Development of adsorbent coatings on thermal conductive structures for adsorption processes
The earth as we know it can only continue to exist if humanity finds a way to switch to a sustainable use of energy and resources. This work contributes to the research carried out to achieve this goal by improving the coating of adsorptive materials. These are used in heat transformation and drying processes that allow for efficient temperature and humidity control in buildings. A central component of these adsorptive coatings is the binder that acts as ""glue"" in the manufacturing of the coating. In this work the methods to evaluate binder performance regarding their thermal stability under the process conditions, their mechanical stability and their influence on the adsorptive properties of the coating were established. The coatings have to meet special requirements due to the thermal stresses and low pressure atmosphere they experience in these applications. A selection of silicone binders was then characterized with the established tests according to these requirements. Additionally a selection of inorganic binders was investigated because they allow for the use of high desorption temperatures and thus a high energy efficiency of the process. Out of these binders Silres® MP50E emerged as the most promising one due to very good adsorptive properties of the coating, its good temperature stability and ease of use. While some of the inorganic binders showed very good adsorptive properties and temperature stability the mechanical stability of all inorganic binders was not sufficient for their use in adsorption heat transformation technology. This is the first time that a broad selection of binders was evaluated with regards to adsorptive coatings and the results published in literature. With a suitable binder identified, the next step was to optimize the coating of the heat exchangers in order to work out how to manufacture the most efficient and powerful heat exchangers. Samples with different coating thicknesses were manufactured in small scale and full scale and their adsorption behavior was characterized. It could be shown for the first time that it is possible to increase energy efficiency by improving the mass ration of adsorber to coating and increase the delivered power at the same time. This was shown for small and full scale samples. It was shown that under the corresponding conditions the heat transfer from the coating layer to the adsorber metal substrate is the limiting step in the process. These results can now be used for the planning and construction of adsorbers. With knowledge of a suitable binder and how to coat efficient, powerful adsorbers, the coating process itself was improved to allow for industrial scale manufacturing. A central point here is the ability to control slurry rheology. Out of many rheology additives those that are suited for the application in adsorption heat transformation were identified and their influence on the slurry rheology thoroughly characterized. Additionally the process of slurry preparation could be simplified for several different adsorbents. Here it was shown that the supersonic deagglomeration step is not necessary to prepare a slurry. Extending the possible coating techniques and in addition to the dip coating process used so far, the spray coating of adsorptive coatings was established for the first time in literature. This process is widely used in the industry and allows for easier plugin into existing coating processes. For the coating of high resolution patterns a proof of concept of the screen printing process was carried out.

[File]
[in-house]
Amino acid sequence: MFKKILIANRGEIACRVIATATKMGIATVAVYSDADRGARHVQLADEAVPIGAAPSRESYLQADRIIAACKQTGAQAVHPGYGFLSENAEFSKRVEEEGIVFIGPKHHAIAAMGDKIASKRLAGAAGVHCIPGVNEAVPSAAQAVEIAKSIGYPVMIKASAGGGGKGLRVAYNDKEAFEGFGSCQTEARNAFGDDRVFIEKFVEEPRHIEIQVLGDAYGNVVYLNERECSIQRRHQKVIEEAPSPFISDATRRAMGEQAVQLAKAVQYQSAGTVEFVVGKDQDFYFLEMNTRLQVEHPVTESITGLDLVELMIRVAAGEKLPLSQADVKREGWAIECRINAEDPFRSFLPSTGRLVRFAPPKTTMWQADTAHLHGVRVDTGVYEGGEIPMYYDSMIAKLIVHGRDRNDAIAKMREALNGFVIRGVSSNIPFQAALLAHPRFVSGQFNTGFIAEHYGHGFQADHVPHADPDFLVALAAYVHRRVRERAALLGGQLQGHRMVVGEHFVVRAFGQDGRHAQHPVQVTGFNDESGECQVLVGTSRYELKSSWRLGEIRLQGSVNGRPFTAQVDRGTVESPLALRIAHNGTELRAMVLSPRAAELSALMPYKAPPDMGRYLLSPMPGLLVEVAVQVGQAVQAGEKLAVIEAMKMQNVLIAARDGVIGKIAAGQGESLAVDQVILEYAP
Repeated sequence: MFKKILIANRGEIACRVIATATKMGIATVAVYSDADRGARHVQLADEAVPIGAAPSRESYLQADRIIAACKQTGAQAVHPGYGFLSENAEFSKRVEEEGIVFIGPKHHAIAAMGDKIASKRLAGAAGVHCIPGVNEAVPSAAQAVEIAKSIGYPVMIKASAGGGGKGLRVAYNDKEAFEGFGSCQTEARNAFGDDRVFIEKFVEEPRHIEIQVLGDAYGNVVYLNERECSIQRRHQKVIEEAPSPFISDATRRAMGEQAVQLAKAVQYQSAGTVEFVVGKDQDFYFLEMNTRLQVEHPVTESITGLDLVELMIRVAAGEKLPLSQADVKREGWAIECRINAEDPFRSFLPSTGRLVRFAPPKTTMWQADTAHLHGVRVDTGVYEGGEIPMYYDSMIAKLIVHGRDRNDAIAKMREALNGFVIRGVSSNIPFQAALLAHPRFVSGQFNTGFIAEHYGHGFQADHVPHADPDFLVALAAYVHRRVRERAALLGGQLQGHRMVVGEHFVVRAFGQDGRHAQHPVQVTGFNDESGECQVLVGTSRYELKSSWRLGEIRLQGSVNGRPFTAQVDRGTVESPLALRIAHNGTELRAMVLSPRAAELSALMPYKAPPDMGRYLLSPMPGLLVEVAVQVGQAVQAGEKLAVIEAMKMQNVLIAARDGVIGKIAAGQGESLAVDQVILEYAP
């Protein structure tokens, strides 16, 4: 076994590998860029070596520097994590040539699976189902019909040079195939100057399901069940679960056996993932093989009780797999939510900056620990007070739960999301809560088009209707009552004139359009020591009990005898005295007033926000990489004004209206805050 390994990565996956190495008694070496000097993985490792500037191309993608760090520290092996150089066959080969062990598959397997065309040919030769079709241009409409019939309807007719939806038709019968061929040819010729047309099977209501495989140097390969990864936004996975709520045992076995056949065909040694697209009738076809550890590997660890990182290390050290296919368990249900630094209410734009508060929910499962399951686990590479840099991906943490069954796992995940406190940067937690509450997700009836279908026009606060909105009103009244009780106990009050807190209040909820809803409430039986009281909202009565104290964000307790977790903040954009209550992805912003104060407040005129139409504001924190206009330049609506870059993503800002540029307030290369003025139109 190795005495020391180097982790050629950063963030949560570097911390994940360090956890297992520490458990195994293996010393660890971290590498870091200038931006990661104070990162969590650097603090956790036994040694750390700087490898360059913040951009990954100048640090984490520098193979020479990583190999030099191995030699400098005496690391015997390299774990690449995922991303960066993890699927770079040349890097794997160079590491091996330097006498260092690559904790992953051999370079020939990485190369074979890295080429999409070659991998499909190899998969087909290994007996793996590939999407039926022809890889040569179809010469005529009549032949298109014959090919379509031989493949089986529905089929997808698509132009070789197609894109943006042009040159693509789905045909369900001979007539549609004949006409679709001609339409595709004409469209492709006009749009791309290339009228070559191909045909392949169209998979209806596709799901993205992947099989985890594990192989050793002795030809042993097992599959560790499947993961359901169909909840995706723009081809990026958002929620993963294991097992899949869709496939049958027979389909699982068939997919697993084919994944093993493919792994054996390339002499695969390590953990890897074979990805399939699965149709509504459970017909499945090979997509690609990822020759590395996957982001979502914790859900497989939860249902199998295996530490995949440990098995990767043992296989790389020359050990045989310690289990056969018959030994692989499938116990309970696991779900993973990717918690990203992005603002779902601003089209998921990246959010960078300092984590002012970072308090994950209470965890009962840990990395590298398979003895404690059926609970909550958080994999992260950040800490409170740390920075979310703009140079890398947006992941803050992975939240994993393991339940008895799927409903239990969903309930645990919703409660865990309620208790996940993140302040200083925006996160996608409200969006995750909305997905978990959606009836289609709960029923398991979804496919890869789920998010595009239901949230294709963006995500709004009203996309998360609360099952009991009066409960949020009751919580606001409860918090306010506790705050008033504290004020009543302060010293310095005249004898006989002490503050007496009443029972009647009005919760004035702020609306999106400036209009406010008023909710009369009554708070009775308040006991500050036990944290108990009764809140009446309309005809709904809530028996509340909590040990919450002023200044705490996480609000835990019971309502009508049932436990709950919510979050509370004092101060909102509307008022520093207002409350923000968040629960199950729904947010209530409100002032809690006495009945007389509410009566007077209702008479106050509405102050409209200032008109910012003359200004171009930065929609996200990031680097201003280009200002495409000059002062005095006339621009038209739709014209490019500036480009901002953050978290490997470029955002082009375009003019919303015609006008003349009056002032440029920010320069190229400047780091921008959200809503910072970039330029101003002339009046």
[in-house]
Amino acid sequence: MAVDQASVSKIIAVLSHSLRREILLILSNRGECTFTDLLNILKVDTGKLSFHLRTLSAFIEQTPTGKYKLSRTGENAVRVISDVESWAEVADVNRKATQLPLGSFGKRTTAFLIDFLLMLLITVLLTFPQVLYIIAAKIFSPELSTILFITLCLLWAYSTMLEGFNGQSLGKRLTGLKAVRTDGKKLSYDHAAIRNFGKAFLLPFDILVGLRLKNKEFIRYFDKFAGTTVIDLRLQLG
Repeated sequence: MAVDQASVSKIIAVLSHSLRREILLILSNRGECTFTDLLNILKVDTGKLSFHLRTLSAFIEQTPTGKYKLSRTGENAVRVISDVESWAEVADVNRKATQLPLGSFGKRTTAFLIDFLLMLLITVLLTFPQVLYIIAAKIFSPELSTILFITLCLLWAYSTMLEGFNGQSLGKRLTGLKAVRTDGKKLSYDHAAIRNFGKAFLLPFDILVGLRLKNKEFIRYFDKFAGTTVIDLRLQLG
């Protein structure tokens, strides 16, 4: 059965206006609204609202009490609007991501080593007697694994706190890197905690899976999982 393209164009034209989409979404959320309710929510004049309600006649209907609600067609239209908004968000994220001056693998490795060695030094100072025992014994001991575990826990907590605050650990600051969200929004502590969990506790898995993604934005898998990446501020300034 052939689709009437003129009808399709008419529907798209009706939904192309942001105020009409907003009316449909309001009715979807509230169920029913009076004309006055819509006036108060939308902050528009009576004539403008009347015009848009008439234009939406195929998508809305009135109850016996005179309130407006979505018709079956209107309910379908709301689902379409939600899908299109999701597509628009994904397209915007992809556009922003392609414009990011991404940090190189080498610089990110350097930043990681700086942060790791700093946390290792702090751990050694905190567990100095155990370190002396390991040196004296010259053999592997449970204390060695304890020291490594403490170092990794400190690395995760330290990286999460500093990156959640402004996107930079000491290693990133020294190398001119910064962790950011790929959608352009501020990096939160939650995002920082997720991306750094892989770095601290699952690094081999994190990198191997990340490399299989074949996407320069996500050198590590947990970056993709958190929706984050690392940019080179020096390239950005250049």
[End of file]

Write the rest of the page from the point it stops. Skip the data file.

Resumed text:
Zugl.: Freiburg/Brsg., Univ., Diss., 2019